“nuclear energy is predictable”
    good god, what planet does this person live on? has he not been reading the news from Japan? 62% of their nukes are now offline.

  3. SayNo2BS

    “Our sustainable funds don’t invest in companies that are involved in … nuclear power generation”

    The Co-op are just not saying the truth.

    They clearly indicate on the page linked above that they invest in Scottish and Southern Energy a company that participates in a consortium with GDF Suez and Iberdrola to build a new nuclear power station at Sellafield

    They also shamelessly invest in nuclear engineering companies like Nuclear Engineering Services Ltd (NESL)

  4. Ian

    Where can I get a nuclear only tariff?

  5. Daniel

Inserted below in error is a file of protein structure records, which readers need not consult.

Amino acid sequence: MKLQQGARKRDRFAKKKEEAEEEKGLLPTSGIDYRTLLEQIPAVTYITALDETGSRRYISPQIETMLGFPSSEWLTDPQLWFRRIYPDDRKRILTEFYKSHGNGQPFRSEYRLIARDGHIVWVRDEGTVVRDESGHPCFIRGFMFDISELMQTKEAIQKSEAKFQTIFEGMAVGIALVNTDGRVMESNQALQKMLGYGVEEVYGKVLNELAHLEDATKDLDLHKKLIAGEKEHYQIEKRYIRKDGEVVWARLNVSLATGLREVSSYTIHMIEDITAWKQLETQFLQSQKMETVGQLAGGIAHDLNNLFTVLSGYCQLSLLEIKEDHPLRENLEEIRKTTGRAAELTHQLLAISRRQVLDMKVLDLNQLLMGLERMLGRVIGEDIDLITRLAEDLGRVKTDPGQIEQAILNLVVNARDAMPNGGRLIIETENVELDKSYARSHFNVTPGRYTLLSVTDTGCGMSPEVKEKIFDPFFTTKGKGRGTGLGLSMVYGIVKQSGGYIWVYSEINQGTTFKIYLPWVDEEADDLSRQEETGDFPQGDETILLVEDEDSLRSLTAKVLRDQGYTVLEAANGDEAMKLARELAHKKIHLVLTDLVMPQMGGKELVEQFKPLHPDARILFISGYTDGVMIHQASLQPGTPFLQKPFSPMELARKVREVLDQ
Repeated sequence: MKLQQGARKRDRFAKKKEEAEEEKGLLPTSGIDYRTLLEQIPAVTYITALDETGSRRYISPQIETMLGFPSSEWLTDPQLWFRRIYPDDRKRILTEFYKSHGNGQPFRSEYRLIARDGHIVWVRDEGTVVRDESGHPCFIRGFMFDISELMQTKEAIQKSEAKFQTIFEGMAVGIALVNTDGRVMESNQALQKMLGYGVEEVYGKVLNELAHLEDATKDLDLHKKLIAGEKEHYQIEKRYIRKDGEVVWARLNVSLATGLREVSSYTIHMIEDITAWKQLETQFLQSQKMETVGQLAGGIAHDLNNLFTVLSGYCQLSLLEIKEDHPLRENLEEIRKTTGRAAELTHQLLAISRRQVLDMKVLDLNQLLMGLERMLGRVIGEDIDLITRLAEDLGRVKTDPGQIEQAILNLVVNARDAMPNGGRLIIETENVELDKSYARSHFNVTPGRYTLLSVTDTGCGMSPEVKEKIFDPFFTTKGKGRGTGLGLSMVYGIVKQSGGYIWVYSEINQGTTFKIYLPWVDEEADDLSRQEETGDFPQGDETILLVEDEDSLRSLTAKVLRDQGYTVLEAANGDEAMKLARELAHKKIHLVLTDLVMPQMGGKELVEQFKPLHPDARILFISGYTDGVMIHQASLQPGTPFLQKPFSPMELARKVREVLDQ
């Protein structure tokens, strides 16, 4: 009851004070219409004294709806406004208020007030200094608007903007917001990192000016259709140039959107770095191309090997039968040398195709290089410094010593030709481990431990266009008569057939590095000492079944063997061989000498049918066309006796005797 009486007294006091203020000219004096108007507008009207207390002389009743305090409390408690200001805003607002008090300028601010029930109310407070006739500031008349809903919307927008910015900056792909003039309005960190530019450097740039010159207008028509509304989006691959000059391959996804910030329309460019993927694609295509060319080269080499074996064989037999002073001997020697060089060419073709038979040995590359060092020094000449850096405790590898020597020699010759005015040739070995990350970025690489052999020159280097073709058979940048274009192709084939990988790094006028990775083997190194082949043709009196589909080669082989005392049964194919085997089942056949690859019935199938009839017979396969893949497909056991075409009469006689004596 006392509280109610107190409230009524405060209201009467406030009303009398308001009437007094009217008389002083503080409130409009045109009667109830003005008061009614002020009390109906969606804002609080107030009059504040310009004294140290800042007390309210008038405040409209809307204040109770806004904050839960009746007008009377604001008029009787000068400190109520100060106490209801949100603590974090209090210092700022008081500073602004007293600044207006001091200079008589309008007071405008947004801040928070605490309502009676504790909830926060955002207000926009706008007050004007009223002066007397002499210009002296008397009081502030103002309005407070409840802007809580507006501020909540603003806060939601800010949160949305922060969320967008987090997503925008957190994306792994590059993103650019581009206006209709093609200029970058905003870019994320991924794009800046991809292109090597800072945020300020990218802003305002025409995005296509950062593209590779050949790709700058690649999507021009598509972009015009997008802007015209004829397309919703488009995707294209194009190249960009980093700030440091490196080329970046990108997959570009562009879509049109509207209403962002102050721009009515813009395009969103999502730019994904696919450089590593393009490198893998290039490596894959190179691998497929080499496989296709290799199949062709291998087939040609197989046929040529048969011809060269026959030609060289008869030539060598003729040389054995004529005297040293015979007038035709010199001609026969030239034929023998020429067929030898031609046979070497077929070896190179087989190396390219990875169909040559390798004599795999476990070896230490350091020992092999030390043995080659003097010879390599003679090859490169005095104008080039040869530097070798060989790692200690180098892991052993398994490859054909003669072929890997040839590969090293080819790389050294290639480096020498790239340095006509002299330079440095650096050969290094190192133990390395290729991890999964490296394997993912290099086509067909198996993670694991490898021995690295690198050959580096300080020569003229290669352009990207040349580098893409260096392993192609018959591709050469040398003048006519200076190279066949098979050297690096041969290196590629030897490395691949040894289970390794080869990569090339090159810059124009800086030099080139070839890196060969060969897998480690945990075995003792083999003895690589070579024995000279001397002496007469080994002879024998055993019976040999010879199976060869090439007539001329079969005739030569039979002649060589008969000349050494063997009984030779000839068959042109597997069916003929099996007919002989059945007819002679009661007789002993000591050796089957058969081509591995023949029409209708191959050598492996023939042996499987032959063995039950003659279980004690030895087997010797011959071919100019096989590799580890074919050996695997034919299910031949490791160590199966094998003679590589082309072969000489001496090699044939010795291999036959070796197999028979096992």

Hi Jonny, interesting quioetsn and dilemma.From a methane point of view I understand that 95% (or so) of the methane emissions of slurry occur during storage on farms, as opposed to spreading on the land when it’s out in the air it doesn’t make methane it’s only when air is excluded that that happens. I thought that was interesting to know.Could we and if so should we utilise farm slurry is how I see your quioetsn.First could we’ It takes a great deal of waste to feed an AD plant big enough to make enough gas to be worth scrubbing up and grid injecting. For example the scheme we’re working up for Stroud would take all the food waste in the whole of Gloucestershire and more. The amount of slurry on a farm, even a large farm is not going to be sufficient I think, for an AD plant with gas injection (as a rule). Add to that the fact that many or most farms are quite remote from the gas grid. It looks unlikely.Farms can harness their BS and other stuff and (mini) AD it for use of the gas on the farm though that’s a neat and pretty economic way to go.Coming to the should we’ I get what you’re saying, maybe we have the opportunity at ecotricity to tackle a problem, even though we oppose the roots of the problem should we not intervene? I think not. The problem is agri farming, it’s an offence against nature even before you factor in climate change it’s bad practice and it has to stop. it will stop in time of that I’m sure. Even if we could use slurry for our green gas (which doesn’t look so likely) we wouldn’t. Farming could and should clean it’s own act up first thing would be to stop storing the stuff anaerobically that might be an easy enough step to take and would deal with the methane problem, without vegan intervention :).Cheers.